Please do not bring, buy or give sweets. Families often live a long distance from any form of dental service and although you may think that one bag of sweets can’t hurt, you are just one of many visitors. Also, do not give vodka or money. (And yes, we are very aware that the local shops in Mongolia are full of sweets and vodka. And also that Mongolians give each other sweets, money and vodka as gifts. However, as guests to the country, we ask you to follow the guidelines for responsible gifting.


Here are some of our gift ideas for when travelling in Mongolia:

Ice Breakers

  • The card game UNO
  • Pack of cards (SNAP is a great language breaker)
  • Twister
  • Jigsaws
  • Snakes and Ladders

For Children

  • Frisbees
  • Balloons
  • Colouring books or notebooks with colouring pencils/pens 
  • Basketball
  • Mongolian language picture books
  • Hairbands, hair clips
  • Small toys, such as farm animals or model aeroplanes
  • Yo-yos
  • Pick-up sticks

Mongolian herder with balloon - balloons are a good gift ideas for when travelling to Mongolia

For Men

  • Small pocket knives/multi-tools
  • Handkerchiefs
  • Woolly hats or socks
  • Small torches (flashlight)  – battery or wind-up
  • Snuff or tobacco and rolling paper
  • Standard prescription reading glasses
  • Sunglasses

For Women

  • Small mirror
  • Sewing kits (scissors, sewing thread, needles)
  • Perfume samples (in bottles)
  • Headscarves/scarves
  • Moisturiser (face or hands)
  • Tapestry/embroidery kits
  • Standard prescription reading glasses
  • Sunglasses

In General

  • First aid kits
  • Standard prescription reading glasses
  • Sunglasses
  • Hand sanitiser
  • Loose tea from your home country (not tea that is too ‘flowery’ or scented)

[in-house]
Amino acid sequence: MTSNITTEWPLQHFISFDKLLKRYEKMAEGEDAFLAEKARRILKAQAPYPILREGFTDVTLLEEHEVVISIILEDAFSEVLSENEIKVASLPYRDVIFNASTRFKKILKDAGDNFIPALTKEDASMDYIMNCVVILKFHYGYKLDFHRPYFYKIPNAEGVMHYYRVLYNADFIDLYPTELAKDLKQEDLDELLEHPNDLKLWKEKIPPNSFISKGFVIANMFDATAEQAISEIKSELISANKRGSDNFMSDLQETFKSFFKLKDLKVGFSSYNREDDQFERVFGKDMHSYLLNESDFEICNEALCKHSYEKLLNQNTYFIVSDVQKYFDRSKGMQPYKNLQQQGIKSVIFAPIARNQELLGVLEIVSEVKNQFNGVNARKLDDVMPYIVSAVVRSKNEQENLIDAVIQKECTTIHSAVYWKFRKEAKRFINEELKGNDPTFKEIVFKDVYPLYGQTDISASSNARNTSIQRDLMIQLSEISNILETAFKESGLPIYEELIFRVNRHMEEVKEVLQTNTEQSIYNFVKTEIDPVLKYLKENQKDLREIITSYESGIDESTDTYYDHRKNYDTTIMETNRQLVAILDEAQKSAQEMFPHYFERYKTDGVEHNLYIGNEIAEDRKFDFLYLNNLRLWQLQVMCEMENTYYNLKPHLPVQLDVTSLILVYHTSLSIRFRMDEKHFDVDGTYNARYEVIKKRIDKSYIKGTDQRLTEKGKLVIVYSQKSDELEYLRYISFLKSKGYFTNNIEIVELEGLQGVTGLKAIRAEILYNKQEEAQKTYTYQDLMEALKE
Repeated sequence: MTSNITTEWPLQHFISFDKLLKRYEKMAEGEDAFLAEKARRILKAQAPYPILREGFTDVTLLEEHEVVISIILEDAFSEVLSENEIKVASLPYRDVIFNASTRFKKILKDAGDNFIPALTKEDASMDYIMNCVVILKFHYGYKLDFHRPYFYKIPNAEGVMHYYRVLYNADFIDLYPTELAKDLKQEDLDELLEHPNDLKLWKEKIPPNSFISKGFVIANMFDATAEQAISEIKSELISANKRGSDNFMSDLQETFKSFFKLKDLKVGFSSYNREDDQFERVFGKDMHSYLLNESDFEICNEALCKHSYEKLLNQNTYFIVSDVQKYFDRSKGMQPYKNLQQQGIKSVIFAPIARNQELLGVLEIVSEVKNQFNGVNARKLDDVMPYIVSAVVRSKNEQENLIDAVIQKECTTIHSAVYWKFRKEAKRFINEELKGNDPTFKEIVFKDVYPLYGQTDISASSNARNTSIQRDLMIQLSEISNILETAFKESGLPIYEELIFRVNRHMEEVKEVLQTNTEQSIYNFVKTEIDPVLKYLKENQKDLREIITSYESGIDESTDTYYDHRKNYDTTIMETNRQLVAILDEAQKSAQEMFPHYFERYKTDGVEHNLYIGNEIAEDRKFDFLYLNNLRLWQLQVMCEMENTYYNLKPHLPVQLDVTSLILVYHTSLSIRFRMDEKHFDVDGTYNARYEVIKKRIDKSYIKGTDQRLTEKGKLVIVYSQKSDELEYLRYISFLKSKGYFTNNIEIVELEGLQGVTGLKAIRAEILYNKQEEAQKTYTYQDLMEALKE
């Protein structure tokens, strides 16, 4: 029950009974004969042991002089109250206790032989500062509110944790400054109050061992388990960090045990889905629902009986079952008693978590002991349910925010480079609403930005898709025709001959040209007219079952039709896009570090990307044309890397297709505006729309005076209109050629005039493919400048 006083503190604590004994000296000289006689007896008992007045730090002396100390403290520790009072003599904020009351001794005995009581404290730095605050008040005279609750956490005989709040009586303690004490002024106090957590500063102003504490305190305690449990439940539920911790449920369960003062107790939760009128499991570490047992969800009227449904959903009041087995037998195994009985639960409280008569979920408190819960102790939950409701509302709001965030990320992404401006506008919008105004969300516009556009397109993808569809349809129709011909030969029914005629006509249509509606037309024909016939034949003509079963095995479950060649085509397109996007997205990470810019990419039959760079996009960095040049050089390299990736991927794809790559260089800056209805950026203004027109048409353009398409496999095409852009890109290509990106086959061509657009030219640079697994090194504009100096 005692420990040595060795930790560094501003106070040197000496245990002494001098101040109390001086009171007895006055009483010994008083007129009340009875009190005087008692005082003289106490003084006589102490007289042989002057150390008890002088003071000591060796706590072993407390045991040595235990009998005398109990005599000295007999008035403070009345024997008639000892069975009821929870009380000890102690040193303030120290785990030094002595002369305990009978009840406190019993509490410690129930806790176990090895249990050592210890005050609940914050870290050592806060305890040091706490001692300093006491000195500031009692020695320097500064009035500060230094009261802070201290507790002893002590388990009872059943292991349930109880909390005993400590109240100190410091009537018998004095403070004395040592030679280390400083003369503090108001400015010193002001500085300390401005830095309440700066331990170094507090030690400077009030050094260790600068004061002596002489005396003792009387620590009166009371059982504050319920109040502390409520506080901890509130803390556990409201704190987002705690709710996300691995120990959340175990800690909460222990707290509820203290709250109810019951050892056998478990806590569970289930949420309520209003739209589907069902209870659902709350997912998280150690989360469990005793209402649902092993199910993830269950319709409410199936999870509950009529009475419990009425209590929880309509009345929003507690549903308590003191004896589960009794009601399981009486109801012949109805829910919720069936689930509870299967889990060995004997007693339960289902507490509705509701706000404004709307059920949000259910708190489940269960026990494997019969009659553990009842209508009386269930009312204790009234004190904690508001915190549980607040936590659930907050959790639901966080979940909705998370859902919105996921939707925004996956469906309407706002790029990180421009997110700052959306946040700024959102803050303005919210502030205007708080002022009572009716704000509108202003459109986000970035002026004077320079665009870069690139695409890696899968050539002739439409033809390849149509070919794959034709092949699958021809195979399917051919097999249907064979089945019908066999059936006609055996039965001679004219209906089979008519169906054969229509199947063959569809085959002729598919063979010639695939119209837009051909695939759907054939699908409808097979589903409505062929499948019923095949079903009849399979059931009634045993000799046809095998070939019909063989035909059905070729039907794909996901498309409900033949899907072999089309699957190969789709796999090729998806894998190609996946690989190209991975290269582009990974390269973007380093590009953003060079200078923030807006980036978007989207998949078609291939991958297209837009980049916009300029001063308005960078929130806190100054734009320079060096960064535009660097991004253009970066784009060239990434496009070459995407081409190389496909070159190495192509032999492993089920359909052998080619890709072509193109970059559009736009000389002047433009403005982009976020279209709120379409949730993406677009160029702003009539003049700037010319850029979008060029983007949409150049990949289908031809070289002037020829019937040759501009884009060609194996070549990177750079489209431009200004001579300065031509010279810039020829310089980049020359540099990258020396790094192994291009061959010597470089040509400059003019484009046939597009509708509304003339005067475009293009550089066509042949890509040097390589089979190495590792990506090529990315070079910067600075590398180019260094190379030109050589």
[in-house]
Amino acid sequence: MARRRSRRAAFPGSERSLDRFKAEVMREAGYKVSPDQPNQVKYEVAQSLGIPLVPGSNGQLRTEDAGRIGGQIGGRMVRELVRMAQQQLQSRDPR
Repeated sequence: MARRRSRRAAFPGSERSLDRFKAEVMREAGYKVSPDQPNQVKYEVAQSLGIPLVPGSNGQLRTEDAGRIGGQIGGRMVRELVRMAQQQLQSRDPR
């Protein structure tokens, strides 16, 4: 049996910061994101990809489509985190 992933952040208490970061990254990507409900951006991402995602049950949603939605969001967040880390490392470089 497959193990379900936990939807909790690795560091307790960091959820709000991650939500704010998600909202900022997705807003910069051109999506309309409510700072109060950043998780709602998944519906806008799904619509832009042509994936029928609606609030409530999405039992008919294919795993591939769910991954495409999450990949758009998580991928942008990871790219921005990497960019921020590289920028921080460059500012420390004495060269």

• Other gift ideas for when travelling to Mongolia include a couple of mementoes from home – great for starting conversations with Mongolian families. Items can include photos or postcards from where you live work well, such as photos of your family, your city or the countryside. Another good idea is videos on your cameras. Gifts to show and then to give could include decorated tea towels, coasters or keyrings.


If you would like to know a little more about our travel philosophy and the style of trips we run in Mongolia, please follow this link – 

Jess @ Eternal Landscapes

Jessica Brooks
Jessica Brooks
I’m Jess Brooks. I am the founder of Eternal Landscapes Mongolia - a registered Mongolian business and social travel enterprise that focuses on providing travellers with a real 21st Century insight into Mongolia. I have been based in Mongolia since 2006 and together with my beloved Mongolian team, we focus on tourism that makes a positive difference. I'm also a Fellow of the Royal Geographical Society - awarded for my work in Mongolia and a published guidebook author - having worked together with World Adventure Guides to produce a digital interactive guide to Mongolia.